We review KTM’s more polished and functional 1290 Super Duke R from the official press introduction in Portugal.KTM AG
2020 KTM 1290 Super Duke R Chassis
Since its introduction six years ago, the Super Duke R’s hyperactive handling was one of its weakest links. With a springy chassis that felt more akin to a V-twin-powered supermoto, we’re pleased to report the 2020 Super Duke R is more road-focused, and in line with the top competitors in this red-hot class.
This was especially evident around the Portimão Circuit—a hilly 2.9-mile stop-and-go-style World Superbike circuit on the southern tip of Portugal. Here the Super Duke demonstrated its newfound poise with a chassis that has enhanced balance and sportbike-like pitch control.
The redesigned rear suspension delivers a significant handling improvement for the 1290 Super Duke R. The chassis is less hyper and more planted at an elevated track pace.KTM AG
Much of the credit goes to the now linkage-equipped rear suspension and swingarm. This boosts grip off corners, maximizing the enhanced adhesion coefficient of the OE-fitted Bridgestone Battlax S22 rubber. Yet, even with the extra firmness from the suspension and tire, the Super Duke continues to deliver favorable bump absorption characteristics on public roads. As an optional accessory, the quickshifter’s auto-blip function maintains stability when downshifting at lean, plus mitigates clutch use.
KTM partnered with Bridgestone for development of the 1290 Super Duke R’s tires. It modified the construction of the rear Battlax S22 for a hint more carcass flex. The tires complement the handling manner of the Super Duke with them offering a high level of grip.KTM AG
A handy hand-adjustable and measurement-engraved preload knob allows for easy ride height changes based on preference or payload. We preferred the +15 setting as it sharpened steering without compromising grip off turns. The shock also affords compression and rebound damping adjustment, however unlike the front suspension’s handy color-coded adjustment knobs, adjustment requires a flathead screwdriver.
Another benefit is the ability to modify spring preload inside the fork. Red sliders visualize fork travel and allow you to tweak the setup accordingly, helping to ensure that you’re operating in the front suspension’s sweet spot.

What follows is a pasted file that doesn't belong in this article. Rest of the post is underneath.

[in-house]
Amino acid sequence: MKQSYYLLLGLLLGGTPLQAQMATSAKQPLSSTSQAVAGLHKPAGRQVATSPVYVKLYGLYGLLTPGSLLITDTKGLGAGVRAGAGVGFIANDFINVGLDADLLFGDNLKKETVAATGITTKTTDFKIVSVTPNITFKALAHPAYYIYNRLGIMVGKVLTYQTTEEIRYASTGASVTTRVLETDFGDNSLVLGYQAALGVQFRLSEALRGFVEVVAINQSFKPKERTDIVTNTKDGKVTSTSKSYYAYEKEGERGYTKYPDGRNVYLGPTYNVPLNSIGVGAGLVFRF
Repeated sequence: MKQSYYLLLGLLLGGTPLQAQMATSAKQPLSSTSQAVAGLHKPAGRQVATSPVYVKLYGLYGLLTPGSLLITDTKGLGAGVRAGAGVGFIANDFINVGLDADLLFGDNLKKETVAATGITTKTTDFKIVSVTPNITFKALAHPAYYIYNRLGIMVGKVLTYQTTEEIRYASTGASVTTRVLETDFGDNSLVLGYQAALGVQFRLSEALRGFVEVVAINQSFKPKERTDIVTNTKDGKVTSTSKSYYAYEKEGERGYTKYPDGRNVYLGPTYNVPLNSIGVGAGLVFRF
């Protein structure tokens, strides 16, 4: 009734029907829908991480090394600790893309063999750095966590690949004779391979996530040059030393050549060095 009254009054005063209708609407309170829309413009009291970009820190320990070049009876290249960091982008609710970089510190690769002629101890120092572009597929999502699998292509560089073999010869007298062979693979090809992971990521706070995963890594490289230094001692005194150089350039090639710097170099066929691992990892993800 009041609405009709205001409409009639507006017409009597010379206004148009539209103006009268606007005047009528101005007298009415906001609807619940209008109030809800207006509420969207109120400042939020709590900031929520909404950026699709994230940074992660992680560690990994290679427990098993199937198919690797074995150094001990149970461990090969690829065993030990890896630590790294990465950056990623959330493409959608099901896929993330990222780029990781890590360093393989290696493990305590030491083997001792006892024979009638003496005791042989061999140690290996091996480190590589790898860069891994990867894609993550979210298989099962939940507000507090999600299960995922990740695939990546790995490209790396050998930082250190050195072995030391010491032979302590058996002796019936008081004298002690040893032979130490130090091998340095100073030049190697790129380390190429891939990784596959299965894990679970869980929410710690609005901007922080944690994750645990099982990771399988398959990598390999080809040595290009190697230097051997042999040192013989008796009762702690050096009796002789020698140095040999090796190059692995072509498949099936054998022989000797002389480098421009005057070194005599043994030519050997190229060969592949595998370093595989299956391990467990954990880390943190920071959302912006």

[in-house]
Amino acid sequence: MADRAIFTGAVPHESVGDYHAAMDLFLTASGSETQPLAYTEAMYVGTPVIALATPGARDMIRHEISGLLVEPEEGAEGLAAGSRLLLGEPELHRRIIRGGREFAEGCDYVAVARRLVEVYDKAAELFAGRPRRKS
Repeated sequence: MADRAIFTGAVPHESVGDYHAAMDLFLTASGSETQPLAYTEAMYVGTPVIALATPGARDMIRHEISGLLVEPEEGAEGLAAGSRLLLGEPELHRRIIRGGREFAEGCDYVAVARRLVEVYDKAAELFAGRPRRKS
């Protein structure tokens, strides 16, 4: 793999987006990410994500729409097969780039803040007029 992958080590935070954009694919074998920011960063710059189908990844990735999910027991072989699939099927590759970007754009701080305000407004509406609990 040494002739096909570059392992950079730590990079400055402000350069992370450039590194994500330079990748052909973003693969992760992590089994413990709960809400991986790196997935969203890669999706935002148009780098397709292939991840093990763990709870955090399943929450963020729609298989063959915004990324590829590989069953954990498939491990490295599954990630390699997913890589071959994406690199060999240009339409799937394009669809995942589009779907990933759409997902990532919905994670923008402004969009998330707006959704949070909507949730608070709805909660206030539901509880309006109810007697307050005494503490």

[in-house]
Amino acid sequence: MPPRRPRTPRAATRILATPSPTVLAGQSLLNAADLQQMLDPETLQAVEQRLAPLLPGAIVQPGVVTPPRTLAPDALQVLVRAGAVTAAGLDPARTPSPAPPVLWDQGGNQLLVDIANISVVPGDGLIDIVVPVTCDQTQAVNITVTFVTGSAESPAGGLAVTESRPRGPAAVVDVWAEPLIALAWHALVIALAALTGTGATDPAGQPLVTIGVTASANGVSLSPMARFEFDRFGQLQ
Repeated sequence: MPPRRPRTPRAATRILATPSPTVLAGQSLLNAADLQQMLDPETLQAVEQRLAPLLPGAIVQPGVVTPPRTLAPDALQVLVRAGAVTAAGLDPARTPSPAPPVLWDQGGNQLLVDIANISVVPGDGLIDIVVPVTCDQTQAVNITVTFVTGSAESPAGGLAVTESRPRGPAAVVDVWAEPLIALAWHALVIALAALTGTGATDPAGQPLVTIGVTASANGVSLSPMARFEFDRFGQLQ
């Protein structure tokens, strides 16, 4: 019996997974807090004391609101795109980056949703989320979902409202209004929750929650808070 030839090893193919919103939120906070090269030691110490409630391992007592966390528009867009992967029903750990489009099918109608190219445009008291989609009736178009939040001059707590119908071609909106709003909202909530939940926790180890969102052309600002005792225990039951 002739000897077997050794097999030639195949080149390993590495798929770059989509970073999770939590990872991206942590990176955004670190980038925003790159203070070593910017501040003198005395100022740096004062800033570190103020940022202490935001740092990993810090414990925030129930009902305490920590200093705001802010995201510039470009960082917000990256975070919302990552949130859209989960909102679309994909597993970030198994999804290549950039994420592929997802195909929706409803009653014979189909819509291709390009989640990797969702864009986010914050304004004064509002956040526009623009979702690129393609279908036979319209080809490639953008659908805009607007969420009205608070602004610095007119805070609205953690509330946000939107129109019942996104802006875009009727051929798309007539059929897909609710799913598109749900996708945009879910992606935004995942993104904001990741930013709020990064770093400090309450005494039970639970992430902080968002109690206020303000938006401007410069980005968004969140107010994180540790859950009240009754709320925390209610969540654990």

The lower and more forward position of the handlebar places more weight on the Battlax front tire and affords a more sportbike-like (but still forgiving) riding position. The bend also helps position the rider’s elbows up affording a more commanding stance. In typical KTM fashion, the handlebar can be shifted and the rider footrests can shift up or down via a neat and easy-to-adjust concentric sliding hub.
The rider’s seat is more plush than we remember with plenty of room to move about the cockpit for this 6-foot rider.
2020 KTM 1290 Super Duke R Engine Power And Electronics
The 2020 1290 Super Duke R with its clothes off. Note the secondary showerhead-style fuel injectors, redesigned frame and subframe, and larger-diameter header pipes. These updates net a significantly improved riding dynamic.KTM AG
KTM has been manufacturing its LC8 V-twin platform for years, and despite its age, engineers continue to breathe new life into this 1,301cc twin. Still a torque monster (to the tune of more than 60 pound-feet from as low as 2,500 revs, based on our last 2018 MY dyno test), the 75-degree twin has improved high-rpm performance—something it has historically lacked. Credit the ram-air intake which forces cool air into the airbox. It’s complemented by a set of showerhead fuel injectors. Together this gives Super Duke riders the best of both worlds.
Although dated in terms of its architecture, KTM continues to evolve its 1,301cc V-twin. With the redesigned intake and exhaust the engine gains a fair degree of top-end power.KTM AG
Short-shift and run a gear high, or pin the throttle in the lower cogs until redline. The orange bike is well-suited to either riding style. Plus the optional electronic quickshifter keeps the engine spinning in the meat of its wider powerband. The last time we dyno tested the 2018 Super Duke R, it belted out 154.7 hp. We estimate the updated mill is good for another 3–4 ponies at the top. Engine vibration is readily apparent through the controls, but it’s counteracted by the engine’s playful sound and punchy power delivery.
The 2020 1290 Super Duke R wears a bolder and brighter color TFT display that’s easier to read than before. The switch gear has been improved with greater tactile function, and the menu navigation is easy to understand.KTM AG
Throttle response in any of the three power maps (Rain, Street, Sport) is spot-on (a testament to KTM’s ride-by-wire setup) and the bolder and brighter color TFT display make it easy to tweak electronic settings. However, there is a fair degree of engine vibration. In addition to the three power maps/modes, the Super Duke offers Track and Performance global modes. Here you can tweak countermeasures (traction and wheelie control) as well as Motor Slip Regulation (i.e., engine-brake control) and ABS.